How Customer Autonomy is Driving New Restaurant Trends

Despite being one of the oldest institutions we know, the restaurant industry is in need of a facelift. As innovations in AI and autonomy have brought about some major changes in other industries, this trend is starting to come around to restaurants, which is going to be huge.

This isn’t just about being able to walk up and serve yourself, but rather how that change in behavior is going to affect the service industry across the board. And while it might seem scary, the future of autonomy in restaurants is already starting to impact new trends. Here’s how:

Banking On The Future

Just last year alone venture capitalists Benzion Aboud and Joe Randazza announced a plan to invest $21 million into new restaurant concepts (as noted by Nation’s Restaurant News). Yes, with the right idea in place, food is becoming a hot commodity among investors, with autonomous service solutions at the forefront.

An excellent example of this trend has been with Momentum Machines, which according to Business Insider, raised $18 million in financing last year for a robot that can churn out 400 burgers an hour. An impressive feat by any machine, it’s easy to see why investors find such an idea attractive. Not only could it be distributed to every McDonald’s in the world, but it additionally reduces human labor for restaurants, a tremendous cost (especially when you consider turnover). Granted, technologies like this won’t always be able to replace that ‘human touch’ for our food, but they can help us get some food in our stomach quickly. And with how popular fast casual has been, expect startups like Momentum Machines to find a way to thrive in that market.

While we’re still in the early stages regarding how far autonomy in the industry can go, early signs are pointing in a positive direction. Especially when it comes to industries of high-volume, autonomy could be a gamechanger.

Giving The Customers What They Want

All of us hate waiting in lines. Whether it be at a food truck, in a bar, or even through made-to-order corrals, there’s nothing more frustrating than being seconds away from what you want. However, these hotspots are where autonomy could thrive, especially with the bar scene.

One company that’s doing some amazing at the forefront of bar technology is Pacific Pourhouse, which is set to open in San Francisco’s East Bay at the end of January. As an early adopter of the self-serve beer system, what makes Pacific Pourhouse interesting is the model they’ve established to reduce the number of roadblocks ahead. Using an RFID chip in a bracelet, they’re able to prevent over-consumption, as well as underage drinking, which can be quite costly to any bar. Additionally, the service increases efficiency and overhead, as customers don’t need to see a bartender anymore or even work out their tip (especially after a couple of drinks).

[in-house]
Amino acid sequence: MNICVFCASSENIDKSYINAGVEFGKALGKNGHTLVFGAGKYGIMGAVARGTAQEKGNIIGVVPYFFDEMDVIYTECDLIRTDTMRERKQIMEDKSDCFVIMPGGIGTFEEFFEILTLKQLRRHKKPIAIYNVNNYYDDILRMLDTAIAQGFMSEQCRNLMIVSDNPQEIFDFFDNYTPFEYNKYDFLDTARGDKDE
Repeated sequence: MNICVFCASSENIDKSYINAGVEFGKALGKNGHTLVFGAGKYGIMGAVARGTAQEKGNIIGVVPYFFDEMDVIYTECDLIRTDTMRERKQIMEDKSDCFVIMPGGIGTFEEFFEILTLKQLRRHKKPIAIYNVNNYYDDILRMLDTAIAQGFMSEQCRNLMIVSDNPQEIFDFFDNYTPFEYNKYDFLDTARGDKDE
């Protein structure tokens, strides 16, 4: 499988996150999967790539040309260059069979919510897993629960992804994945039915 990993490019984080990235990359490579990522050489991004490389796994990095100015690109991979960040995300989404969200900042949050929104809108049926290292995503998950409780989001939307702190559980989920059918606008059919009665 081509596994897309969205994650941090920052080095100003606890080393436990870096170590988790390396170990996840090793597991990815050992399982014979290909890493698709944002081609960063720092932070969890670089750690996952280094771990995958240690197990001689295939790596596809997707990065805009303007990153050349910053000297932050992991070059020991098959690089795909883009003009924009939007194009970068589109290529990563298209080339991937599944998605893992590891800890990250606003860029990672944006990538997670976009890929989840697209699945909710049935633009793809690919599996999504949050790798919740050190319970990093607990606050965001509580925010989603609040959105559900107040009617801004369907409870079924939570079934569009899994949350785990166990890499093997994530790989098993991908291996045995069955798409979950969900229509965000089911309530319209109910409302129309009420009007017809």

As an early use case for the self-serve beer trend, this could be a smash hit in adoption of autonomy. When you factor in how widespread the craft beer trend has been, people are going to look at this as the natural next step, eventually demanding it at festivals and corporate events. Plus, the self-pour model actually enables customers to explore more craft varieties, as they can try out multiple beers without having to order a full glass.

Make no mistake, the future is now, and it’s only a matter of time that others start to see the benefits in an industry that’s so dependent on numbers.

A Reduction In Waste

If you asked any restaurant owner to determine their biggest expense (beside staff) most would probably say waste. This has been a constant problem since we graduated from the public-house, as there’s no rhyme or reason to what people will buy and when. Additionally, with how much that has to go into training everyone perfectly to reduce waste, it can be a true headache to deal with (let alone how much is lost to theft). However, when customers serve themselves, a significant amount of that cost is passed onto the consumers.

Going back to the self-serve beer model, this is practically a Godsend for those looking to save on beer costs. In fact, according to Modern Restaurant Management, approximately 20 percent of every keg is wasted beer, which when it comes to buying expensive craft options, can be a significant amount of money. However, when charging by the ounce, you’ve reduced the cost that bad pours cost you, as well as eliminated any samples your bartender would give away. And when other restaurants start seeing the numbers back from that, switching over will be a no-brainer.

At the end of the day, autonomy in certain instances is going to be something that both business owners and consumers will love. On one end, the customer is served quicker, while on the other, the restaurant loses less money. Which, if you’re a restaurant owner, this begs the question: when do you think you might convert over to an autonomous system?

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